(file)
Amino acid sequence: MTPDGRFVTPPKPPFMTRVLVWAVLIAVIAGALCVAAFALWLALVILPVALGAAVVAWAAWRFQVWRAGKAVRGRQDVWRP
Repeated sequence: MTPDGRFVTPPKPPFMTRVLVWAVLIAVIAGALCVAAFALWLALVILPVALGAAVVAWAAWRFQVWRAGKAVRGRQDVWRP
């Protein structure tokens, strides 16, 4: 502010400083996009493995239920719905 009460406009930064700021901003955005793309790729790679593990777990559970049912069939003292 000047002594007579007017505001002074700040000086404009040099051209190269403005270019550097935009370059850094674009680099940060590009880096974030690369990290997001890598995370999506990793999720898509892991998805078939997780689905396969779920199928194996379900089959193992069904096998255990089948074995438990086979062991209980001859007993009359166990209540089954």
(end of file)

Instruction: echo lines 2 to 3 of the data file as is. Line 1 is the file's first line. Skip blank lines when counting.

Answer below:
Repeated sequence: MTPDGRFVTPPKPPFMTRVLVWAVLIAVIAGALCVAAFALWLALVILPVALGAAVVAWAAWRFQVWRAGKAVRGRQDVWRP
């Protein structure tokens, strides 16, 4: 502010400083996009493995239920719905 009460406009930064700021901003955005793309790729790679593990777990559970049912069939003292 000047002594007579007017505001002074700040000086404009040099051209190269403005270019550097935009370059850094674009680099940060590009880096974030690369990290997001890598995370999506990793999720898509892991998805078939997780689905396969779920199928194996379900089959193992069904096998255990089948074995438990086979062991209980001859007993009359166990209540089954």